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To be blunt, weight simply doesn't matter as much for cycling as it does for hiking. The weight is not going on your back and revolving weight matters more than the weight of the bike and parts (all of it matters obviously but the stuff you spin around matters more). If the bike is well made, the weight will be reasonable. It is possible for bikes and bicycle parts to be so light that they are prone to breaking. Weight is simply oversold as a criterion for determining quality.
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Old 05-01-12, 03:45 PM   #11
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The bike carries you, not you carrying the bike, with few exceptions..

AKA, Weight Weenies .. have lots of people taking lots of money
from the OCD stricken, to shave off those pesky Milli-Grams..
http://weightweenies.starbike.com/listings.php
Pro's bikes can go for $6k+ to get the weight down ..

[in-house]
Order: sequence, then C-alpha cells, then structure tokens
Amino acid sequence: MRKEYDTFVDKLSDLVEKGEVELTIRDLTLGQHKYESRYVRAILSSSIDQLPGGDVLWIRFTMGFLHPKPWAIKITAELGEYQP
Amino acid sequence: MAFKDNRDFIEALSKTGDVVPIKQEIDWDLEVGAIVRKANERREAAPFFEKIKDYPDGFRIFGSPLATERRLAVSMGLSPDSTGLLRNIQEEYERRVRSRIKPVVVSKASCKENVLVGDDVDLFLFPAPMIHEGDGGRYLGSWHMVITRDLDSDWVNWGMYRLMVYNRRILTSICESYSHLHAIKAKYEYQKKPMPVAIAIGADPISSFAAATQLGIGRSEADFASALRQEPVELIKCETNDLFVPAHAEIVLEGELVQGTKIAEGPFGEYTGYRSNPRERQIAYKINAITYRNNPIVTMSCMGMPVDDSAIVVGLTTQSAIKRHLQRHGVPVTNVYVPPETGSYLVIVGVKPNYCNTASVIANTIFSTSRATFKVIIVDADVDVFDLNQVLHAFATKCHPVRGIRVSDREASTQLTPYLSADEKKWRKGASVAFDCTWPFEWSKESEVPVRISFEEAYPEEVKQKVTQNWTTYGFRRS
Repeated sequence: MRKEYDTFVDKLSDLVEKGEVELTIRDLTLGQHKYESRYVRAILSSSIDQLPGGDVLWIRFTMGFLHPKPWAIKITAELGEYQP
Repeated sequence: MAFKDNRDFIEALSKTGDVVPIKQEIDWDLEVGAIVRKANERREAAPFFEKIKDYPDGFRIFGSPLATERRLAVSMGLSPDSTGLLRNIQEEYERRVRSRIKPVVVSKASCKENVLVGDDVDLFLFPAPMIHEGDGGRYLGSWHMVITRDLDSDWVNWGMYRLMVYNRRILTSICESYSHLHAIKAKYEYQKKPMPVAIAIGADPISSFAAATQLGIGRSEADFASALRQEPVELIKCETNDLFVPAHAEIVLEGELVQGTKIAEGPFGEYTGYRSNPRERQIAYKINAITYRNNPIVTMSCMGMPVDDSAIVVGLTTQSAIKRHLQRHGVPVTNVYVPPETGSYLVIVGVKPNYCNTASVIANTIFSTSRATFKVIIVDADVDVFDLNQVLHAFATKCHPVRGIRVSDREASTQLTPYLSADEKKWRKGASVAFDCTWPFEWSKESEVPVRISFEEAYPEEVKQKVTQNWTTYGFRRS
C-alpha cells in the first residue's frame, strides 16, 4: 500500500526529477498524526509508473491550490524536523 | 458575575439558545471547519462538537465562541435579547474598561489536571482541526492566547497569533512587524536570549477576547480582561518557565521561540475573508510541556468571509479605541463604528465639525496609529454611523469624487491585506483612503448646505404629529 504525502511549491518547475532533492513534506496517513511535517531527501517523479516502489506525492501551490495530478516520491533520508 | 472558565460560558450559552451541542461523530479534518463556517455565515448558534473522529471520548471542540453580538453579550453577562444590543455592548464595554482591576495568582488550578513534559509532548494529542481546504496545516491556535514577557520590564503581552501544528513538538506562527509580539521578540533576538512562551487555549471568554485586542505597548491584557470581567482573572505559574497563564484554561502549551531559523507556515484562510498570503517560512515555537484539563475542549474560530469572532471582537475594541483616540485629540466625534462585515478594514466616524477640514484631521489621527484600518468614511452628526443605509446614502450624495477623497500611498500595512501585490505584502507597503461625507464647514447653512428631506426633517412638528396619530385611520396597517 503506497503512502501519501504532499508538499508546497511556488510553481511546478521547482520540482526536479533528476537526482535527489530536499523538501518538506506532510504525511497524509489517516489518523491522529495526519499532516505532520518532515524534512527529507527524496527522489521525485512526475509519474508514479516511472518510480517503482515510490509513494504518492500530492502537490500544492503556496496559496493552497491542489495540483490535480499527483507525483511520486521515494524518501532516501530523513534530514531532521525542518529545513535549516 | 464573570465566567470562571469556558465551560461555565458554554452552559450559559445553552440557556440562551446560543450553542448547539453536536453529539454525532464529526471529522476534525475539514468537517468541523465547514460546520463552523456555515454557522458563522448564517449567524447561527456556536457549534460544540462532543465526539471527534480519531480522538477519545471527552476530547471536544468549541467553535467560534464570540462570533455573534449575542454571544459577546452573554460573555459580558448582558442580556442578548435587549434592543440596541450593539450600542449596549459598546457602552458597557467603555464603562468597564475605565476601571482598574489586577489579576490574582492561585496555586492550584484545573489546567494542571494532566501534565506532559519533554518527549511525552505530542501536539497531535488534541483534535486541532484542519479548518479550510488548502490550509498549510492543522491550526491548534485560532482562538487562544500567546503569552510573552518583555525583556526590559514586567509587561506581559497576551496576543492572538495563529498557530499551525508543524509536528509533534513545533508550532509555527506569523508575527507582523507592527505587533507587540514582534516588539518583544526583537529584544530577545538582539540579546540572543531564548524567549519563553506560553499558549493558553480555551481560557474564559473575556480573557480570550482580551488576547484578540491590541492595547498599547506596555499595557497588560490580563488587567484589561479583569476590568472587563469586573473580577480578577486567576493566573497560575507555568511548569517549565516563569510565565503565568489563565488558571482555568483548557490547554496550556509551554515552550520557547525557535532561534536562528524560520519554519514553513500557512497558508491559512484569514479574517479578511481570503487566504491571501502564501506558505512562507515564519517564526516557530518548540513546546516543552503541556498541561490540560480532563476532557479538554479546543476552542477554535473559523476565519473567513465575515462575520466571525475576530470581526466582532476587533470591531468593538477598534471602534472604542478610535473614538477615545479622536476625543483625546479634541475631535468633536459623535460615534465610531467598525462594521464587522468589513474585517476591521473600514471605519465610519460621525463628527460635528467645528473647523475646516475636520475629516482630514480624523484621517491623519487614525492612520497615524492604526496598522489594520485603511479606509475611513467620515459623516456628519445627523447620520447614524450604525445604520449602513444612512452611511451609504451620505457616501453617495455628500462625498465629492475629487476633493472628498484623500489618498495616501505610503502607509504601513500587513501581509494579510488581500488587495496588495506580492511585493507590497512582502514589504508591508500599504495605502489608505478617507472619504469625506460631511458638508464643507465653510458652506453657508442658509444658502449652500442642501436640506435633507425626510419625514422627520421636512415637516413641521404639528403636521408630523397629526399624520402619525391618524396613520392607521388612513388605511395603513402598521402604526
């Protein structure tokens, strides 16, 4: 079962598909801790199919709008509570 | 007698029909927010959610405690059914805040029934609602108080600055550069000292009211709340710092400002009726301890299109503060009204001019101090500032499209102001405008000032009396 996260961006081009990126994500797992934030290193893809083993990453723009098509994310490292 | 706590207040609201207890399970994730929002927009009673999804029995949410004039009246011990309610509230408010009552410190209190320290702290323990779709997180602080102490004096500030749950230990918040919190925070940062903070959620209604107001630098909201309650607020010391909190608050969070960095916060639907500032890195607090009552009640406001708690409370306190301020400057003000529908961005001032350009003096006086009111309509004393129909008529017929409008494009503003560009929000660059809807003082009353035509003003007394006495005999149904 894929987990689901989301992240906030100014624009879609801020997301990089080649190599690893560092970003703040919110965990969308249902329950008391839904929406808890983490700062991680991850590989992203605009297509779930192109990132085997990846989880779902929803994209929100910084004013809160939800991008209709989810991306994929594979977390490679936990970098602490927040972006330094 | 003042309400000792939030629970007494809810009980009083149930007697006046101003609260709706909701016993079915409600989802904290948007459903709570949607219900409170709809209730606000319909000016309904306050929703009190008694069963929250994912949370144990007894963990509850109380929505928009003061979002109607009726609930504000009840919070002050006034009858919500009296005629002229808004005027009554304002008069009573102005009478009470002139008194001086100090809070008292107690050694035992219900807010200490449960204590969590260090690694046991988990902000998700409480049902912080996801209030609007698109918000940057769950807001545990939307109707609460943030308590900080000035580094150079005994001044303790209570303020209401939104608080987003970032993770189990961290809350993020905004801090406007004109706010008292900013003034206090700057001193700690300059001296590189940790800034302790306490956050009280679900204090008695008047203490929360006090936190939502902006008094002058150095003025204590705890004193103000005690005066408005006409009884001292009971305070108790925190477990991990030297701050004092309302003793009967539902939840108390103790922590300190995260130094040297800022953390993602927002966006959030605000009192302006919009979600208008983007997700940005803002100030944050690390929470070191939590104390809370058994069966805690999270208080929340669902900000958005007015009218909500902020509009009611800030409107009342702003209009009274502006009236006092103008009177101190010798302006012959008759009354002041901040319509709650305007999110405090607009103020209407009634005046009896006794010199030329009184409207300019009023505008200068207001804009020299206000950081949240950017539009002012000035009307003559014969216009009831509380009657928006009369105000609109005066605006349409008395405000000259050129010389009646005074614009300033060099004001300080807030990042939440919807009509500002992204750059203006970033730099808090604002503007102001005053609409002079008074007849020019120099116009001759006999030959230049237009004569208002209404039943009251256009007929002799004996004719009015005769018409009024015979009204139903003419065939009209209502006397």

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Old 05-01-12, 03:55 PM   #12
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My bikes range in weight from 20.5 to 50 pounds... road and mountain bikes are the light end of that scale while the utility bikes are at the other end... my extra bike weighs 50 pounds before anything goes on it but as I can get fairly low and aero I can ride at a fairly decent pace. A lighter bike with a more upright riding position would not offer much of a benefit due to the added wind resiostance.

The biggest difference in performance comes from how aerodynamic a bike is and weight is secondary until you are climbing and even then, a few pounds does not make a noticeable difference unless you are racing for money.